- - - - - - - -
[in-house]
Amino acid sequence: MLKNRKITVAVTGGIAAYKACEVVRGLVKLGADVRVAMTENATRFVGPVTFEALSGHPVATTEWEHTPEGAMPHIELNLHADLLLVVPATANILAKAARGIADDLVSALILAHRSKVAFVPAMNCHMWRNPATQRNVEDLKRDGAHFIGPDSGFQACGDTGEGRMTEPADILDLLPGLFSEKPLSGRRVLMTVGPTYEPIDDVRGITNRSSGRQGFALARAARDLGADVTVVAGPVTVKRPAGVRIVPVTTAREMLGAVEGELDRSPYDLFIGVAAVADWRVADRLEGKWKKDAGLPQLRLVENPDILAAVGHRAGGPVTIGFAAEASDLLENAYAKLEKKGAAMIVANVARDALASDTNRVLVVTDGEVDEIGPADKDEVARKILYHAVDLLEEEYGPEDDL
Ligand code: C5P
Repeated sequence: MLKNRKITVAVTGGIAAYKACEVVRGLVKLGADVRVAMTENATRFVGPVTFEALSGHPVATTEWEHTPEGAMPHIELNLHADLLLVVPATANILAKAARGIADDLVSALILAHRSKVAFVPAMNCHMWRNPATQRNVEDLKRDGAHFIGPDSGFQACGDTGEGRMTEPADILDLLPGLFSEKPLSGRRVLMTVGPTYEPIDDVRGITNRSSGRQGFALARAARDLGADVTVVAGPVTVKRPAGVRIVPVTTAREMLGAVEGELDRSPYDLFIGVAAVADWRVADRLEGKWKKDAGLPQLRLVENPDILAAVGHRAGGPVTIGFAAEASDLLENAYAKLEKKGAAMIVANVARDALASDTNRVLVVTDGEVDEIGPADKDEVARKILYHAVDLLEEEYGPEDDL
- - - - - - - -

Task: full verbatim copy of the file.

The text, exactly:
[in-house]
Amino acid sequence: MLKNRKITVAVTGGIAAYKACEVVRGLVKLGADVRVAMTENATRFVGPVTFEALSGHPVATTEWEHTPEGAMPHIELNLHADLLLVVPATANILAKAARGIADDLVSALILAHRSKVAFVPAMNCHMWRNPATQRNVEDLKRDGAHFIGPDSGFQACGDTGEGRMTEPADILDLLPGLFSEKPLSGRRVLMTVGPTYEPIDDVRGITNRSSGRQGFALARAARDLGADVTVVAGPVTVKRPAGVRIVPVTTAREMLGAVEGELDRSPYDLFIGVAAVADWRVADRLEGKWKKDAGLPQLRLVENPDILAAVGHRAGGPVTIGFAAEASDLLENAYAKLEKKGAAMIVANVARDALASDTNRVLVVTDGEVDEIGPADKDEVARKILYHAVDLLEEEYGPEDDL
Ligand code: C5P
Repeated sequence: MLKNRKITVAVTGGIAAYKACEVVRGLVKLGADVRVAMTENATRFVGPVTFEALSGHPVATTEWEHTPEGAMPHIELNLHADLLLVVPATANILAKAARGIADDLVSALILAHRSKVAFVPAMNCHMWRNPATQRNVEDLKRDGAHFIGPDSGFQACGDTGEGRMTEPADILDLLPGLFSEKPLSGRRVLMTVGPTYEPIDDVRGITNRSSGRQGFALARAARDLGADVTVVAGPVTVKRPAGVRIVPVTTAREMLGAVEGELDRSPYDLFIGVAAVADWRVADRLEGKWKKDAGLPQLRLVENPDILAAVGHRAGGPVTIGFAAEASDLLENAYAKLEKKGAAMIVANVARDALASDTNRVLVVTDGEVDEIGPADKDEVARKILYHAVDLLEEEYGPEDDL